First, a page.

Abidjan USA: Music, Dance, and Mobility in the Lives of Four Ivorian Immigrants

Abidjan USA: Music, Dance, and Mobility in the Lives of Four Ivorian Immigrants

Abidjan USA: Music, Dance, and Mobility in the Lives of Four Ivorian Immigrants

Abidjan USA: Music, Dance, and Mobility in the Lives of Four Ivorian Immigrants

Synopsis

Daniel B. Reed integrates individual stories with the study of performance to understand the forces of diaspora and mobility in the lives of musicians, dancers, and mask performers originally from Cote d'Ivoire who now live in the United States. Through the lives of four Ivorian performers, Reed finds that dance and music, being transportable media, serve as effective ways to understand individual migrants in the world today. As members of an immigrant community who are geographically dispersed, these performers are unmoored from their place of origin and yet deeply engaged in presenting their symbolic roots to North American audiences. By looking at performance, Reed shows how translocation has led to transformations on stage, but he is also sensitive to how performance acts as a way to reinforce and maintain community. Abidjan USA provides a multifaceted view of community that is at once local, national, and international, and where identity is central, but transportable, fluid, and adaptable.

Excerpt

Beginnings. “Let us go back to the dawn of time,” began the narrator, his voice booming from huge pa speakers echoing in the mass expanse of Pyramid Stadium on the shores of the Mississippi River in Memphis, Tennessee. the lights dimmed, highlighting an enormous backdrop featuring a sixty-foot-tall “tribal mask” ; a rain forest environment, including elephants, hippos, crocodiles, and colorful birds; a village of thatched-roof huts on one side and several contemporary buildings on the other—the only reference to a “modern” Africa, incongruous and misplaced. Suspense building, the lights slowly faded in hues of soft reds and oranges, suggesting a sunrise. “In the beginning,” continued the narrator, as live elephants and Ivorians in grass skirts roamed the stage. First heard—the boing-boing of a musical bow. Then drums as dozens of dancers began mingling with mask spirits on stilts. From the sides of the stage, enveloping the Ivorian sounds, trumpets announced the opening phrase of Straus’s Also Sprach Zarathustra, a sonic representation of sunrise (Glass 2015) and “the development of the human race from its origin” that was popularized in “The Dawn of Man” section of Stanley Kubrick’s 2001: a Space Odyssey (Jacobson 2013). Thus began the central event of the 1994 Memphis in May Festival, which that year featured Côte d’Ivoire.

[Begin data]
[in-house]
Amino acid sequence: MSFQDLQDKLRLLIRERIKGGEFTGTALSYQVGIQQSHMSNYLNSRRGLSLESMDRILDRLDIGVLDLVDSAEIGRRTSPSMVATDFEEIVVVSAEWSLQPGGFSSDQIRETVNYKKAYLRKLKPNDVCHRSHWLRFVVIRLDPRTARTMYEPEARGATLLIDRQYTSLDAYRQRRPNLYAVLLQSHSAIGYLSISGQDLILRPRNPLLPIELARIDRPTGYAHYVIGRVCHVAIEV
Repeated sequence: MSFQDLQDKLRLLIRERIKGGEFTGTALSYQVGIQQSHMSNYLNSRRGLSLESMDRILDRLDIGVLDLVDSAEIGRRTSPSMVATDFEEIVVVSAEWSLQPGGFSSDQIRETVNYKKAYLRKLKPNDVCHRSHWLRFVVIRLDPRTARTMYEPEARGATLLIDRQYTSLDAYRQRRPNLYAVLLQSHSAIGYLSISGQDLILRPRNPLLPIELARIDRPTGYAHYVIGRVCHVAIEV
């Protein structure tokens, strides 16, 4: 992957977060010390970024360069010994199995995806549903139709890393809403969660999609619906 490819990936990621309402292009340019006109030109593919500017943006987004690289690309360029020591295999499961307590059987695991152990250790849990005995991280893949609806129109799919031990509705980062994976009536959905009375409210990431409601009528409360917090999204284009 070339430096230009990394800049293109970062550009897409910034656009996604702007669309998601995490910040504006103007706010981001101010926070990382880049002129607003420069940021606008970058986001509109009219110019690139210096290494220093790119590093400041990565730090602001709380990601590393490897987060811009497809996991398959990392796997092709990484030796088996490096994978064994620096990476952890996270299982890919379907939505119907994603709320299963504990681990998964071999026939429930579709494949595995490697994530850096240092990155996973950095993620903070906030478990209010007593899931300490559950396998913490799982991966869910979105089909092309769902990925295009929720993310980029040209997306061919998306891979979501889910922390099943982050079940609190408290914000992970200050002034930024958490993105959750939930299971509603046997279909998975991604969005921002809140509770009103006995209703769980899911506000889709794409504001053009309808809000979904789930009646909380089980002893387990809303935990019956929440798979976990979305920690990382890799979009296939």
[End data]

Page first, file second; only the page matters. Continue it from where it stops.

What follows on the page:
The performance was a military-style “tattoo.” Ostensibly designed to showcase the featured country of the 1994 festival, this grand spectacle brought together over one hundred performers from Côte d’Ivoire with at least a dozen other ensembles (see figure P.1). Joining the Ivorians were no fewer than five choirs—the Memphis Symphony Chorus, the Perfect Praise Community Gospel Choir, the Roxie Gunter Singers, Bibleway House of Prayer, and the March On Choir—organized for the twenty-fifth anniversary of the assassination of Dr. Martin Luther King, Jr. But that was not all. Also performing were seven or eight huge instrumental ensembles (there were so many that I lost track): the us Army Harold Trumpets, the Pipes and Drums of the Canadian Scottish Regiment, the North Coast Pipe Band, the Rosa Fort High School Band, and several bands from the us Navy.

Threading together these myriad musical ensembles and styles was a narrative, read aloud, entitled “The Evolution of African Music into Modern American Music.” For just the first twenty minutes of the two-hour display, over one . . .

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